by Michael Houlihan and Bonnie Harvey
Today there is a loud buzz about the entrepreneurial spirit, the entrepreneurial culture and even the entrepreneurial DNA. Corporations realize that in order to stay relevant, engage and empower their people, and create a positive and innovative culture, they must learn to spot entrepreneurial DNA in their job candidates.
We have a friend who runs the school of entrepreneurship at a major university. She says that, surprisingly, large corporations are now very interested her grads. Why? The answer is because entrepreneurial grads are more self-reliant and creative compared to grads who do not possess these business acuities. Most importantly, they have their eyes on the money, and they understand that the money comes from the customer. You have to remember that entrepreneurship students are not pursuing a degree in entrepreneurship to show it to an employer. In fact they often have no intention of taking a job, but they sincerely want to learn what they need to know to be successful in their own enterprise. They are, by their choice of study, self-reliant.
But if you want to hire someone with entrepreneurial DNA, what do you look for?
Here’s the short list:
- Performance Pay. Ask them if they want to get paid on attendance (salary), or are they willing to bet a portion their compensation on their own performance. Entrepreneurs don’t have any income unless they are constantly satisfying their customers. Seek out someone who knows they can add significant value to your bottom line. Look for self-confidence and self-reliance. Entrepreneurs are always looking for ways to increase income, profits and growth. They bet their income on themselves because they know their performance will mitigate the risks they are taking and abundantly reward them. So, make sure your company has some kind of profit sharing plan if you want to entice someone with entrepreneurial DNA to work for you.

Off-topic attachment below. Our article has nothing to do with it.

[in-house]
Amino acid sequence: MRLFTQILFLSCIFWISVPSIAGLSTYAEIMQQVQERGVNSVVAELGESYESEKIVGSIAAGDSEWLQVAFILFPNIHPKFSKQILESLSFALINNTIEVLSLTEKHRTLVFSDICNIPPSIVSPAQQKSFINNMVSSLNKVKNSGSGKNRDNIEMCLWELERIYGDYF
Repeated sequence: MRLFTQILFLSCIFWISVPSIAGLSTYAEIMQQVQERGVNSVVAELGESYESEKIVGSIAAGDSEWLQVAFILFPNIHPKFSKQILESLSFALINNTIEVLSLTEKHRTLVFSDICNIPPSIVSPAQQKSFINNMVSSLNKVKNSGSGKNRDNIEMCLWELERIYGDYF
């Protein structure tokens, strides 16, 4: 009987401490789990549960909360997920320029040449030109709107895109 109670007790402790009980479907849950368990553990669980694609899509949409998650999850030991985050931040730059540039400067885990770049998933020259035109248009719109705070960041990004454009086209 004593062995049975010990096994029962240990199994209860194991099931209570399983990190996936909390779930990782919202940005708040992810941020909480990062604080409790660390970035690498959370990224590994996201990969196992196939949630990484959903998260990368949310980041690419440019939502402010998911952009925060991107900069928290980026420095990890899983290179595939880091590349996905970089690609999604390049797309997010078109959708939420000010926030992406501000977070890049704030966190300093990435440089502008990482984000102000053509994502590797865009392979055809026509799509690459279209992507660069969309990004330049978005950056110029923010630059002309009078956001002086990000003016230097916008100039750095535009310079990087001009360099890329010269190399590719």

- Body Language. Watch how they move. Ask them to get a file from the next office. Do they lumber out aimlessly, take too long, shuffle back slowly, flop down in their chair and lean on their elbows? Is their posture like a question mark? Or do they move with hustle, determination and purpose? When people sit erect and lean slightly forward, that indicates their engagement and interest. Entrepreneurs exude confidence and it shows in their posture and their body language. They have prepared themselves by learning about your company, and display confidence when they are interviewed and scrutinized by strangers like you. These “tells” are important to recognize because they are physical evidence of your candidate’s attitude and self-esteem.
- Mistakes. Ask them to describe the biggest mistake they ever made professionally, and more importantly, what they did about it. Listen for whether they fixed it fast and quickly went on with their project, or ultimately blamed others and were “victimized.” Note if they took responsibility. Successful entrepreneurs know that blame is disempowering, while doing what can be done to prevent reoccurrence is staying in control. Learn if they analyzed what happened and modified signs, labels, contracts, job descriptions, policies, or procedures to prevent it from happening again.
Entrepreneurs can’t afford to make the same mistake twice. They build their successes on the backs of their mistakes.
- Resourcefulness. Ask them how they solved a professional problem when they lacked the time, support or funds they needed. Listen for how they used their imagination, asked for help, and thought outside the box. Listen for how they identified, re-purposed and used unlikely resources to achieve their goals in spite of the obstacles. Take note of how they rephrased the problem, saw the bigger picture and enlisted the help of strategic allies who would also benefit from the solution. See if their solution solved more than one problem. Those with entrepreneurial DNA will demonstrate their resourcefulness.